Police Officer Drone

July 15th, 2013 by CHHS RAs

By Lyra Correa, CHHS Research Assistant

Although local police will probably not be able to use “hell fire” missiles to combat the Black Guerilla Family in Baltimore City, as one writer in a recent Baltimore Sun Op-Ed suggests, having drones assist local police in tackling the increased gang and gun violence cannot be easily dismissed. The reality is that drones are already being used all over the country by local police departments and first responders.

Law enforcement has recognized that drones can be used to their benefit in various ways: fighting gang violence, gun violence, search and rescue, surveillance, border patrol, and disaster response. Drones can record video images and produce heat maps. They can also be used to track fleeing criminals and may have been able to assist in the capture of the Boston Bombers. Drone technology is rapidly evolving and is already reshaping disaster response, crisis management and tactical operations. For budget-strapped police departments, they are more affordable than hiring new policeman and buying helicopters.

Although drones are versatile machines, their use has evoked discomfort within the American public and their continued presence raises a new set of concerns. While most Americans are okay with drone use abroad to help fight the “war on terror,” there is a big concern that domestic use may lead to violations of privacy, abuse, and overzealous policing. A study by the Monmouth University Polling Institute shows an overwhelming support for drones in the context of search and rescue and border control tools, but found that 80% of people expressed some level of concern about privacy infringements by law enforcement drones.

Without any specific limits in place, there is a possibility that local law enforcement, private citizens and/or corporations can misuse drones. For example, drones could record or broadcast audio of a family eating dinner or sitting in their backyard without their knowledge. Many view this type of surveillance as overly invasive, especially if it is inadvertent or unnecessary. Not all states have regulations in place that require local police to have warrants in order to use drones. And for those that do, there are no limits in place that require police to delete any pictures or audio that are not within the scope of their warrant.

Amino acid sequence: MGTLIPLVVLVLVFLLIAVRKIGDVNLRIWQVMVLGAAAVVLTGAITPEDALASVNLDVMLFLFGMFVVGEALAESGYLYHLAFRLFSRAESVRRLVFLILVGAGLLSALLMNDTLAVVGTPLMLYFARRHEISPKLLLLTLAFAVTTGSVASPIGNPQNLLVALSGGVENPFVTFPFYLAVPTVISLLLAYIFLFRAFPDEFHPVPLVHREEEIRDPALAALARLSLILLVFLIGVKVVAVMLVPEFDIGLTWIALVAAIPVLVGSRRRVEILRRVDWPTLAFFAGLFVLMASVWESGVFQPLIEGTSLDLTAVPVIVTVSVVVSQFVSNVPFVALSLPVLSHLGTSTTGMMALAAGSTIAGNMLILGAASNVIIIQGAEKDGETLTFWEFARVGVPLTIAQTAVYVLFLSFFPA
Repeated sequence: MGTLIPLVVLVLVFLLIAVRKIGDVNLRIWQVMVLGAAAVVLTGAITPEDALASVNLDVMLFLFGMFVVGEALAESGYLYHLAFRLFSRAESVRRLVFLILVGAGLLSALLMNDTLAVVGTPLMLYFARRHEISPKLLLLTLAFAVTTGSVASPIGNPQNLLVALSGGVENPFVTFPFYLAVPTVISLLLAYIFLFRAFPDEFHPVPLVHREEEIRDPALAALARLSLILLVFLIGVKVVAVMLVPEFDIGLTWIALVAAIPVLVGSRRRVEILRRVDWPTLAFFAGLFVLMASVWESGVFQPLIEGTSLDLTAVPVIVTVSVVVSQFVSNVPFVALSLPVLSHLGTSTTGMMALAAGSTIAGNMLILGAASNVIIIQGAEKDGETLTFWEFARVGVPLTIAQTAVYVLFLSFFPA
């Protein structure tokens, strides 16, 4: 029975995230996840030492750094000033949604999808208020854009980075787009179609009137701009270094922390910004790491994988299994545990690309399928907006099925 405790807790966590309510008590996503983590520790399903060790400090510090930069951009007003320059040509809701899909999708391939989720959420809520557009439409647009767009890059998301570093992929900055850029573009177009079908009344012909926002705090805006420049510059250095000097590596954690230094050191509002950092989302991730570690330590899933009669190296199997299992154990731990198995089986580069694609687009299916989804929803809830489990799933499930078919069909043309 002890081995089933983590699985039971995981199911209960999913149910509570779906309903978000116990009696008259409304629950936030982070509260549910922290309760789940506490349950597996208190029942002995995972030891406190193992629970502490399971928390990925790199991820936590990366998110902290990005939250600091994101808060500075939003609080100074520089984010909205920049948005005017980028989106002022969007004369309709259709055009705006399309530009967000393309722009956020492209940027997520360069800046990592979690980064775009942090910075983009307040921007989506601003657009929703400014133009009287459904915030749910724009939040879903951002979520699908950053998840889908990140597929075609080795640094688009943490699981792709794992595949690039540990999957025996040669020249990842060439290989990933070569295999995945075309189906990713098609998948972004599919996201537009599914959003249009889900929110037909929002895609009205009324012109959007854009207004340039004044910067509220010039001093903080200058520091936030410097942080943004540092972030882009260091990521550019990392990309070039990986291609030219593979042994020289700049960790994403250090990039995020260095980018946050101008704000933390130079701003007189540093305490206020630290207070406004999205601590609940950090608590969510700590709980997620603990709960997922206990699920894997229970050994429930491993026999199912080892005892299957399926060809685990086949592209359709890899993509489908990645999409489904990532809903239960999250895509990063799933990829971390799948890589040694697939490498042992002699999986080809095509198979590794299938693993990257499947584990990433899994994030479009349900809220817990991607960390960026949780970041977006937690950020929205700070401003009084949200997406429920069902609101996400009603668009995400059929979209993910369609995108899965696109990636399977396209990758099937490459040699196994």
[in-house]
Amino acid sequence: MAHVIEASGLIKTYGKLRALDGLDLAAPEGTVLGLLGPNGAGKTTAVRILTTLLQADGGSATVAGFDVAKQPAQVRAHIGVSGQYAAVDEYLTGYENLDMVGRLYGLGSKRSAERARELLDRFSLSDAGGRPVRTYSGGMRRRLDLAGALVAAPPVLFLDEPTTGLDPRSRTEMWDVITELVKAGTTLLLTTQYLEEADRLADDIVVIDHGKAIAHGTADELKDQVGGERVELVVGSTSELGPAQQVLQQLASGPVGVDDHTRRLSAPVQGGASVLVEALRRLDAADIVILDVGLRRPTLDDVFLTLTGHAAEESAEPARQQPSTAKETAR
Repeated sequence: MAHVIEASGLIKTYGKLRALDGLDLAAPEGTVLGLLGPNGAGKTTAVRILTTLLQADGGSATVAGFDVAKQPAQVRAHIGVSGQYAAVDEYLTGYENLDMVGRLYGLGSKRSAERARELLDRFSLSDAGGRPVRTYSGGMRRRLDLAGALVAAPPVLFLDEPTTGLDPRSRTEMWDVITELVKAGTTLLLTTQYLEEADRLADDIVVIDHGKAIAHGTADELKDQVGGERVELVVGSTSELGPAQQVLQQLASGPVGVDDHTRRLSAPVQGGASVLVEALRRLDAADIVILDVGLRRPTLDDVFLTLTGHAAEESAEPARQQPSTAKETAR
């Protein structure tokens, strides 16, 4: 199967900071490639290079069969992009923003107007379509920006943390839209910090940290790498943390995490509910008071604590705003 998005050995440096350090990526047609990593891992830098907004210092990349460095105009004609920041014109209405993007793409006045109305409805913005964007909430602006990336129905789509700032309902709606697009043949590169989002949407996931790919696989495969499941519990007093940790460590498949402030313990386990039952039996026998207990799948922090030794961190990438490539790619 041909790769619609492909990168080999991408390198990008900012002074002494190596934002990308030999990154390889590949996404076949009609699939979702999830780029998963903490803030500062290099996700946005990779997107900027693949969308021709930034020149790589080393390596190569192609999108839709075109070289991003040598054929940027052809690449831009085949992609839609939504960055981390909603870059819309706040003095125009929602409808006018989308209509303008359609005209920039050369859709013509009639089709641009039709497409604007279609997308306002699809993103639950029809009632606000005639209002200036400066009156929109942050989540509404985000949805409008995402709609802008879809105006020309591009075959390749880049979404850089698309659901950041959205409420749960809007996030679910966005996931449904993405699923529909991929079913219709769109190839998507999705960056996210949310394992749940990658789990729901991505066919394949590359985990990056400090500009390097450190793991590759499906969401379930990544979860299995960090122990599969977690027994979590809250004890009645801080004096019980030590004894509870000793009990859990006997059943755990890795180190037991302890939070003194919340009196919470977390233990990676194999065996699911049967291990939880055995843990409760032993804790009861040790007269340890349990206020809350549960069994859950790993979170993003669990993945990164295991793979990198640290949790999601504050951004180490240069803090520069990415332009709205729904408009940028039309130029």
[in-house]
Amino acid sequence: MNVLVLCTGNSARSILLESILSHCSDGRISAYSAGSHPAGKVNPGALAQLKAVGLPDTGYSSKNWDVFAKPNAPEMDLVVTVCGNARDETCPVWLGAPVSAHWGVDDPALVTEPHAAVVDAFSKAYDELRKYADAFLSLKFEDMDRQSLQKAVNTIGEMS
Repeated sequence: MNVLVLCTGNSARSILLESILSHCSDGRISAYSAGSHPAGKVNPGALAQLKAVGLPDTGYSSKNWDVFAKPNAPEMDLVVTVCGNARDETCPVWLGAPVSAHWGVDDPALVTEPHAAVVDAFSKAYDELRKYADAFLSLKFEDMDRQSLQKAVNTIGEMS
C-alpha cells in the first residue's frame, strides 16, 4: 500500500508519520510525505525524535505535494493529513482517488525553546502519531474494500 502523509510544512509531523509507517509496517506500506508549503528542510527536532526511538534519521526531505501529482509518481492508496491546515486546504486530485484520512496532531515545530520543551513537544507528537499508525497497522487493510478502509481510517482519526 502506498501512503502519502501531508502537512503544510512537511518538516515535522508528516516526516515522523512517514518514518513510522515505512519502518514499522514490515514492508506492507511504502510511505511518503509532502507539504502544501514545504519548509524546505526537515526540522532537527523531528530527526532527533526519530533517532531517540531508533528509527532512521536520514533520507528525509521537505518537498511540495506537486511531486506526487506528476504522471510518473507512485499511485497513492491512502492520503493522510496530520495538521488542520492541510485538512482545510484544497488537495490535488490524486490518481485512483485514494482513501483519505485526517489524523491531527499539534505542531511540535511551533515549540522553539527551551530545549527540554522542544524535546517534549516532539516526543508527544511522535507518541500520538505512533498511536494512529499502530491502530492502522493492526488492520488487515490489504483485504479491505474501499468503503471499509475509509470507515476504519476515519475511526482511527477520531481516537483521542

In order to quell some of the concern for potential violations by police drones, some cities have banned or limited the scope of their use. Seattle, for example, banned its unmanned aerial program and agreed to return their unused drones to the manufacturer after strong resident protests. Although law enforcement in Charlottesville, VA have never used or own drones, the city council has passed a resolution prohibiting police officers from using any evidence obtained by drones in criminal cases.

Unlike cities, states have been slow to pass similar resolutions. Legislation limiting drone use has been proposed in 39 states, but only a handful of bills have actually passed.  Texas, Virginia, and Florida have recently passed legislation limiting the use of drones by private individuals.

All bills seems to be very strict in their regulation of drone usage so far: The Virginia bill prohibits law enforcement from using drones until July 1, 2015, while the Texas bill, on the other hand, requires a probable cause warrant for law enforcement to use drones and it also completely prohibits drone photography by private citizens. The Florida law also restricts the usage of police drones by banning local law enforcement officials from using drones without a warrant or threat of a terrorist attack, and prohibits the use of information collected by drones to be used as evidence in courts.

Despite the public’s hesitance to support domestic drone usage, the number of drones in the next few years is likely to grow. Prohibiting their use will be extremely difficult given their resourcefulness. Instead of completely banning police drones, regulations can be put in place so we can enjoy the benefits of this new technology without making citizens feel like we have become a “surveillance society.”

The Electronic Frontier Foundation (EFF) and the American Civil Liberties Union (ACLU) came out with a series of recommendations states can use while drafting statutes on the domestic use of drones.  Both suggest that drone regulations should require law enforcement to obtain warrants before using drones in investigations to protect the Fourth Amendment rights of its citizens from overbroad or undue data collection. Additionally, the recommendations advise that images captured by the drones should be retained only when there is reasonable suspicion that they contain evidence of a crime or relevant to an ongoing investigation or trial. The ACLU specifically suggests that legislation should also include limits for private citizens and corporations who utilize drones, such as requiring them to be held to established privacy standards. Lastly, when possible, both ACLU and EEF recommend that regulations should also require that domestic drones be subject to open audits or proper oversight in order to prevent misuse.

While not exactly what the Baltimore Sun Op-Ed writer had in mind, drones could be very useful in helping to eliminate the city’s gang problem. But without any regulations in place, there are too many possibilities for abuse. Maryland should enact a law that protects the privacy and rights of its citizens before police are allowed to use drones.  By putting proper laws in place, Maryland is ensuring that drones are used responsibly by law enforcement, first responders, and even private citizens.

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